4. Consult with the Officers – This is tricky, but Directors should find ways to open dialogue between Board meetings with officers other than the CEO. CEOs are almost always interested in maintaining control of the communication between officers and outsiders. This is particularly important for public companies where securities disclosure rules impose harsh sanctions for improper disclosure of private information.

The role of the good Director requires communication with a broad group of the officer corp. This issue should be discussed with the CEO on an ongoing basis. The CEO needs to understand that Board members will be contacting officers for confidential discussions regarding business and financial matters.

Many CEOs may object to this process. However, frequent and open communication with officers will allow the Board to unearth problems earlier than has been the case given past corporate scandals. Of course, the Directors will need to exercise prudence regarding these communications and the confidentiality of these discussions.

5. Focus on the Pipeline – I’m a big supporter of the Directors spending time in Board meetings on the sales pipeline and sales process. This is akin to a group of doctors studying the vital signs of their patients. The equation is simple – without revenue growth, the rest is all academic.

A review of the pipeline also forces Directors to step up to the plate and provide value-added assistance. An often ignored benefit to be provided by outside Directors is their assistance in farming the pipeline for new customer opportunities. For Directors, don’t let your entrepreneurs off the hook – make sure they present the pipeline for review at each Board meeting.

6. Plan for a Strategic Discussion – A strategy discussion is appropriate with your Board on an annual basis. I’ve participated in many strategy discussions that have been extraordinary in their value to business growth. The common attributes of these meetings include:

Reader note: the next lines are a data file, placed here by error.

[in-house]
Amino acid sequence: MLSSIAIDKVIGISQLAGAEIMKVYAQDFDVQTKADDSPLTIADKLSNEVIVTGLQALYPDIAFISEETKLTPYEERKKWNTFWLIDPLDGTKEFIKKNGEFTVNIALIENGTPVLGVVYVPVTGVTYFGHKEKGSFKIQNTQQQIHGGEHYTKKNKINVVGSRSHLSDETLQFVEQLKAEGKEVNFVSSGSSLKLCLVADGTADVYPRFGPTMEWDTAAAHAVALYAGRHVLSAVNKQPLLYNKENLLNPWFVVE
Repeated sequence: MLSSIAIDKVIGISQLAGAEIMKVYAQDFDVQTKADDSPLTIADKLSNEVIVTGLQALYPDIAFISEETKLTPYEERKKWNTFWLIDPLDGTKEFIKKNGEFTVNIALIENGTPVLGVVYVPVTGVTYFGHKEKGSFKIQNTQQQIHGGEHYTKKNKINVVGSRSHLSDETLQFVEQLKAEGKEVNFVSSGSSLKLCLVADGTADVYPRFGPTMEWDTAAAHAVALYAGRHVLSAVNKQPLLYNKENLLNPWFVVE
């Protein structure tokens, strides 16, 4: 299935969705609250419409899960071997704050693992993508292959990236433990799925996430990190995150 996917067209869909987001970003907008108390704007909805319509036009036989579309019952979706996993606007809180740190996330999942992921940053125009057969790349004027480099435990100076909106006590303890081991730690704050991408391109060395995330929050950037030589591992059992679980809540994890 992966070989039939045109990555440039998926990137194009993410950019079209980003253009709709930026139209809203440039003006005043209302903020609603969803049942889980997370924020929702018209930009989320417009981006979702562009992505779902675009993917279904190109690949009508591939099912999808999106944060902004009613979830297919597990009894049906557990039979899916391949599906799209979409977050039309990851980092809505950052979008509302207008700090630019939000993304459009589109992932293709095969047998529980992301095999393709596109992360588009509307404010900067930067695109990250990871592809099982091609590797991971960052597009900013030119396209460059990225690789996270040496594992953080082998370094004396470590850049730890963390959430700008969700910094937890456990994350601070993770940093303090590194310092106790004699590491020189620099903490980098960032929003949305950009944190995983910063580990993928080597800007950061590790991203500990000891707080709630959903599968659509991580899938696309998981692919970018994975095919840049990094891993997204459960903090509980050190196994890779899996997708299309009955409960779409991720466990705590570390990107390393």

• Thorough pre-planning – The CEO should work closely with a designated member of the Board to plan the strategic session. Too frequently, the sessions become disorganized for lack of advance planning.
  • Consider adding a consultant – The right consultant can be a valuable contributor to an organized strategic planning session.
  • Focus only on strategy – The planning session should be centered on strategic development and nothing else. Don’t let the discussion be diverted to tactical matters.
  • Spend at least half the day – The strategic planning discussion should take at least 3-5 hours of time. Half of this time will be educational for the outside Directors who will need to be updated on business developments. The remainder can be lead by a consultant presenting an assessment of the market and business strategy.
  • Do your homework – Make sure to prepare in advance and complete a briefing book for the Board. Send Directors both hard copy and email versions of the materials. (You’d be surprised by how important this is – many Directors experience email problems, especially those who are retired.)

Corporate governance is changing and so is the role of the outside Director. By taking some simple but important steps, Directors can increase their effectiveness and may be successful in reducing the likelihood of management surprises occurring that adversely impact the business.

John C. Yates Chairs the Technology Group of the law firm Morris, Manning & Martin, LLP, which has offices in Atlanta, Charlotte and Washington, D.C. He can be reached at and (404) 504-5444.

This article is presented for educational and information purposes and is not intended to constitute legal advice.